Margo Martindale plays Mags Bennett, the leader of a law-defying Appalachian family in the FX series Justified. The Emmy-nominated actress talks about playing Mags — as well as her other roles in Paris, Je T'Aime and Million Dollar Baby.
Student-turned-drug dealer Jesse Pinkman was supposed to die in the first season of the AMC drama. But the writers decided the chemistry between high school teacher Walter White (Bryan Cranston) and Jesse (Aaron Paul) was too good to let go.
Fallon is thankful for slow walkers, people named Lloyd and the word "moist." The comedian and host of Late Nightcollects more than 100 nuggets of gratitude in his book called Thank You Notes. He talks with Terry Gross about giving thanks and doing impressions.
The darkness ofTom Waits' lyrics is accentuated by the rumble and rasp of his voice, which sounded old even when he was young. On Bad As Me, Waits reflects on loneliness, life, death and heartbreak. Here, he talks to Terry Gross about performing, being a father and writing his haunting melodies.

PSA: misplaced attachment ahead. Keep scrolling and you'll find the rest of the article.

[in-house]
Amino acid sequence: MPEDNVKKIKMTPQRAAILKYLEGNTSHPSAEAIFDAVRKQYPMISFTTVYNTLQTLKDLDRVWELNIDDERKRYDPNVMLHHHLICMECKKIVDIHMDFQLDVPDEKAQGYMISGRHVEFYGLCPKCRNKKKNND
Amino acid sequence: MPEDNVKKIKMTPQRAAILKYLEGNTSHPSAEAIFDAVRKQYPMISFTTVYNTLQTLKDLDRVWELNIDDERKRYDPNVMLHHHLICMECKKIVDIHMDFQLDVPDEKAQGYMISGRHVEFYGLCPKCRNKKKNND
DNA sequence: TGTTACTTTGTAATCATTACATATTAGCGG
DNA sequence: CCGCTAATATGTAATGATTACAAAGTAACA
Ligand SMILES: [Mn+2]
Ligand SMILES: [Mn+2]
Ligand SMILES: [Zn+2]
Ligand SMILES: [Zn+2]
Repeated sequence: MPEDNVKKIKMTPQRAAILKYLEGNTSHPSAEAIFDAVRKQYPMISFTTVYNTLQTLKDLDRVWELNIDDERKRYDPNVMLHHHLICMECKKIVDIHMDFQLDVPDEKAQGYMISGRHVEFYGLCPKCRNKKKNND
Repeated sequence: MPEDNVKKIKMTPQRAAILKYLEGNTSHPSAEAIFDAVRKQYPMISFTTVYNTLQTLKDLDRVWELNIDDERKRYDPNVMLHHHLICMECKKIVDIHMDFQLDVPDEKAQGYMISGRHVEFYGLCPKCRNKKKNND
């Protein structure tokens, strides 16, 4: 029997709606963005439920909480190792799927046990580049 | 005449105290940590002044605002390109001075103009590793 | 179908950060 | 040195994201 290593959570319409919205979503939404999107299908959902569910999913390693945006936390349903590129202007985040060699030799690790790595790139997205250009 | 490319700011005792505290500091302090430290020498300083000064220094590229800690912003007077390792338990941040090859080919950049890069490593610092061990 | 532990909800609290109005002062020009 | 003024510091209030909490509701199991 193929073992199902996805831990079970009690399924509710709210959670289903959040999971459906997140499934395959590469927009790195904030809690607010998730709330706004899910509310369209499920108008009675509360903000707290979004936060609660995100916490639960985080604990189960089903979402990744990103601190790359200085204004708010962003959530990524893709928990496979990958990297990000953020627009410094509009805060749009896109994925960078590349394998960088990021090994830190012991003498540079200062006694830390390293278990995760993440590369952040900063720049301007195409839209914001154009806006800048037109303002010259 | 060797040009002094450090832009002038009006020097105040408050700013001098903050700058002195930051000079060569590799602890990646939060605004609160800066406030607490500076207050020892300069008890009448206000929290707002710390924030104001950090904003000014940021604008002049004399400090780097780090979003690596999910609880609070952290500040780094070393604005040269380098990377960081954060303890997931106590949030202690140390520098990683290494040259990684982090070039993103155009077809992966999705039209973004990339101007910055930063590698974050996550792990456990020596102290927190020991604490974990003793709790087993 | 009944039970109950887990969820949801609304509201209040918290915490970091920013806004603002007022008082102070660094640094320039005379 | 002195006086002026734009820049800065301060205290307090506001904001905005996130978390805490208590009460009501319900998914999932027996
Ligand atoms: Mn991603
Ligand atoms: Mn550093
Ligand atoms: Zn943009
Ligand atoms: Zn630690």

Teacher John Hunter invented the World Peace Game to get his elementary students to think about major world issues. He also wanted to teach them compassion and kindness. At least two of his former students are on the path he helped to pave.
For three decades, former rap label executive Bill Adler has been self-producing a compilation of alternative holiday music. He says he started the series in 1982 "just as a way to help get myself through the holiday."
Country singer-songwriter Darrell Scott grew up performing with his father, Wayne. Last month, Darrell was in Texas in between gigs when he learned that his father had died in a car accident. Here, he reflects on his father's life and death, and reads a poem he wrote about his dad.
Martin wrote "Have Yourself a Merry Little Christmas" for Judy Garland's 1944 movie Meet Me in St. Louis, along with dozens of other songs for MGM and Broadway musicals. His career is celebrated on a new CD and 88-page booklet with essays by Stephen Sondheim and Michael Feinstein.
For the past year, veteran war correspondent Anthony Shadid has been reporting on the Arab uprisings in Egypt, Libya, Syria, Bahrain and Tunisia. Last March, he was kidnapped and beaten by security forces in Libya. "It remains one of the scariest moments of my life," he says.
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